The FFA also oversees projects supported by the Beauftragter der Bundesregierung für Kultur und Medien (BKM). The BKM supports docs to the tune of about E2.5 million ($3.1 million) annually, or up to E250,000 ($310,000) per project (79 minutes or more), and offers script and copy promotion.
The FFA is also the German representative for Eurimages and oversees the German-French coproduction agreement. In addition to all these tasks, the FFA will review program content if asked to by a broadcaster.
While aid for TV is scarce at the federal level, there are literally dozens of TV funding bodies in Germany’s regions. What follows is a quick look at funding at the lander level. Since the methods and requirements of each fund and film commission differ, producers should either partner with a company in the region or follow up directly for a full list of conditions. Most of these bodies, for example, require loan or grant recipients to spend at least 100% of the money within their region, with several asking for 150%. While some require a German production partner, some do not, as long as quotas for regional investment are met.
Regional Funding Bodies
Baden-Wurttemberg Media and Film Agency
Created in 1995, this fund has helped more than 180 doc projects since its inception. In 2003, it had a budget of approximately E11 million ($13.5 million). Aid is available for script improvement, project development, production and post production, as well as for distribution.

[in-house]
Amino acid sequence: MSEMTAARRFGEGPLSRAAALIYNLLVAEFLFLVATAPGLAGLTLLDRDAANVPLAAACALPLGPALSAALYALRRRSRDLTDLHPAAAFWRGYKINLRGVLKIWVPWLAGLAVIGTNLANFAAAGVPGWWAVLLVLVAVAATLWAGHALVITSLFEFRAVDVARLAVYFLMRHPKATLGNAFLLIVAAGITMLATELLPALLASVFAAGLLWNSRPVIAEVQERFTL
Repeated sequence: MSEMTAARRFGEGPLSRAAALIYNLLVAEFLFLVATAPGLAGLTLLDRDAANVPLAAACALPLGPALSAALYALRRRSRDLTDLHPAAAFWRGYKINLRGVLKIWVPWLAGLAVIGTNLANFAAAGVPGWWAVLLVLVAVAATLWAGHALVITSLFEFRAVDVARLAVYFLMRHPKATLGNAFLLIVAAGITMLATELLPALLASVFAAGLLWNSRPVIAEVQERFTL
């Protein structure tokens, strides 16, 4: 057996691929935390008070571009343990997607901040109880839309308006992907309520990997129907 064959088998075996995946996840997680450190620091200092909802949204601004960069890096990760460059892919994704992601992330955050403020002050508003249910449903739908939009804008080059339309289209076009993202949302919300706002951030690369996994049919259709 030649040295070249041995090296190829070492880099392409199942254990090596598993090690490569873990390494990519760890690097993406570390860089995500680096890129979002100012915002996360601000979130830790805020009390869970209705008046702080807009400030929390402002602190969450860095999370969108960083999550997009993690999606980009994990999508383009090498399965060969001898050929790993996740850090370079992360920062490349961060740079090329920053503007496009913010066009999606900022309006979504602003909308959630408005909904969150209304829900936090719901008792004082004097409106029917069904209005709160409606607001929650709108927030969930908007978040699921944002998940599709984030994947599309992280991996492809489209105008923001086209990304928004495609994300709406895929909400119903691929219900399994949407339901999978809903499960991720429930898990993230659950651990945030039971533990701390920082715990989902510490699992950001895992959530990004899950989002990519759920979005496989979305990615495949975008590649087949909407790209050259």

Bavarian Film Fund
Since 1996, the Bavarian Film Fund has given about E30 million ($37 million) a year to film and TV productions. Funding includes support for scripts [up to E20,000 ($25,000) to a single writer, or E30,000 ($37,000) for several on the same project], film and TV development [no-interest loans up to 70% of development costs or E100,000 ($123,000)], and production funding for TV and film [up to E530,000 ($650,000)]. There are also distribution and sales finances available, among others.
Note that 150% of all loans must be spent in Bavaria. Film Bavaria is also affiliated with a good locations site available at www.location-bayern.com.
Berlin-Brandenburg Film Board
From its inception in 1994 to the turn of the millennium, Berlin-Brandenburg helped 1,400 projects and distributed E171 million ($211 million) in funding. Applicants must be German and 100% of the funding must be spent in the region. The board offers support for script and project development, production funding and promotions.
Bremen Film Board
In existence since 1991, the Bremen Film Board offers small amounts of aid to filmmakers, including a handful of prizes available to doc makers from Bremen, or who are using the region as their subject. Prizes reach E10,000 ($12,000).